“The landscape is changing and test capability is respected from the outset” Matthew Clarke tells us about the exciting things happening in testing

Edge Testing is a software testing firm based in the UK that helps to deliver services to a range of clients from the financial services to the media industry and everything in between. Matthew Clarke, works as a Senior Performance Engineer at Eurofins, Edge Testing’s parent company, and as well as discussing his recent experience at this year’s DevOps North Conference, he also tells us why his firm has created digital test hubs in the UK.

What were the highlights of the DevOps North conference?

It’s fascinating to see such a wide spectrum of individuals who are engaged in radically different delivery approaches, for me the highlight is the insights gained from the diversity that such gatherings bring.

Why did you decide to do a talk on “Crystal ball gazing: Marrying capacity models and load testing” at the conference?

With the development and adoption of cloud infrastructure, lambda and microservice architecture, we now more than ever have an incentive to optimise services over buying more hardware.

Firms can now justify and articulate the benefit of spending resource effort on capacity management when you can measure the financial benefits as easily as checking a cloud invoice cost at the end of the month. As part of a performance specialist team, I want to capitalise on this new development to make faster and more efficient applications and services. It’s good for the environment, it’s good for our customers and it’s good for society. Better computers, running better programmes which in turn use less hardware and less power.

When speaking to people after the talk, were there any topics that came up that enabled you to think in a fresh way?

People don’t like maths, useless maths. But more than that, we need a consensus as an industry, about what we should be doing in terms of how to achieve depth and maturity. IT still lacks the gravitas and institutional structures that many of the most established industries such as medicine, law, and finance have built up over the centuries.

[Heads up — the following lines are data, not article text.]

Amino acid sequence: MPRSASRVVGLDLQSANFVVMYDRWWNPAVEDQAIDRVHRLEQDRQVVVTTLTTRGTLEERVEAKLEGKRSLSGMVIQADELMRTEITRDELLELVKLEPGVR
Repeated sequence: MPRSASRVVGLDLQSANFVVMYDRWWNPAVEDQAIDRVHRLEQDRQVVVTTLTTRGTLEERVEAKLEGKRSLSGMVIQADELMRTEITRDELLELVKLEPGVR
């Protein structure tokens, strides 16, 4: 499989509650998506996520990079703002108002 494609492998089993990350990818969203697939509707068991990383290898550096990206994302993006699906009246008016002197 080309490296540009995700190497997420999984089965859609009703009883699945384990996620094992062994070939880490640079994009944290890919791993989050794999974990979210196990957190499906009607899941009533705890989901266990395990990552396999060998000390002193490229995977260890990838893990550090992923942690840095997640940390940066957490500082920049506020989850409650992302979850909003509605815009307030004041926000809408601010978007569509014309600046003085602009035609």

What is your company doing to help the IT world right now?

The best thing to happen to IT at least in the UK, in my opinion, has been the development and rise of Small and Medium Enterprises and the government’s shift to utilising them, the entire ethos is radically different to entrusting IT to a few large stalwarts. The number of times large service organisations choose litigation over delivery is remarkable. I don’t begrudge them for it; indeed, I understand the rationale behind it. But that doesn’t change the fact that actually delivering is usually the better thing for our customers and clients.

Edge Testing has an attitude of delivering service first and generating revenue second, the questions my team and I ask are normally “How do we do this better? More effectively?” And Edge Testing supports that culture of earnest delivery. In my view, Edge Testing is helping the IT world right now by understanding that philosophy of customer satisfaction, which I’ve rarely seen.

 What can you tell us about the Digital Test Hub in Manchester and why was it important to build?

The Digital Test Hub (DTH) was founded to meet requirements for low-cost, on-demand testing services while operating as a challenger to offshored testing providers. It was important to build one at our Manchester location to enable easy access by organisations across the North West that might be looking for a remote testing service for applications and back office systems.

We opened the fourth base in the UK in Manchester city centre, to service Northern clients and continue our UK-wide growth. The Manchester-based DTH is our third one, alongside the original DTH that we launched in Scotland six years ago, and the second one at our Birmingham office. We also have an office in London.

Our Manchester DTH has created eight new jobs in the area already, with the aim of creating 60 new jobs across the region over the next two years, from experienced test managers and test analysts to trainee software testers.

What is the most exciting thing happening in software testing right now?

The rise of engineering – instead of treating test as a QA service on a production line. We are moving to be an intrinsic, indelible and salient factor in the architecture and ongoing development of a service. The introduction of test-driven development and test resources who are on par with architects, senior programmers and the leaders of other departments. The landscape is changing and test capability is respected from the outset and is an equal member at the table. From this position, we can develop a product that is true of quality. For me treating test as a legitimate and sophisticated technical practice is the most exciting thing happening in software testing. 

When building a testing team, what are the most important qualities to look out for?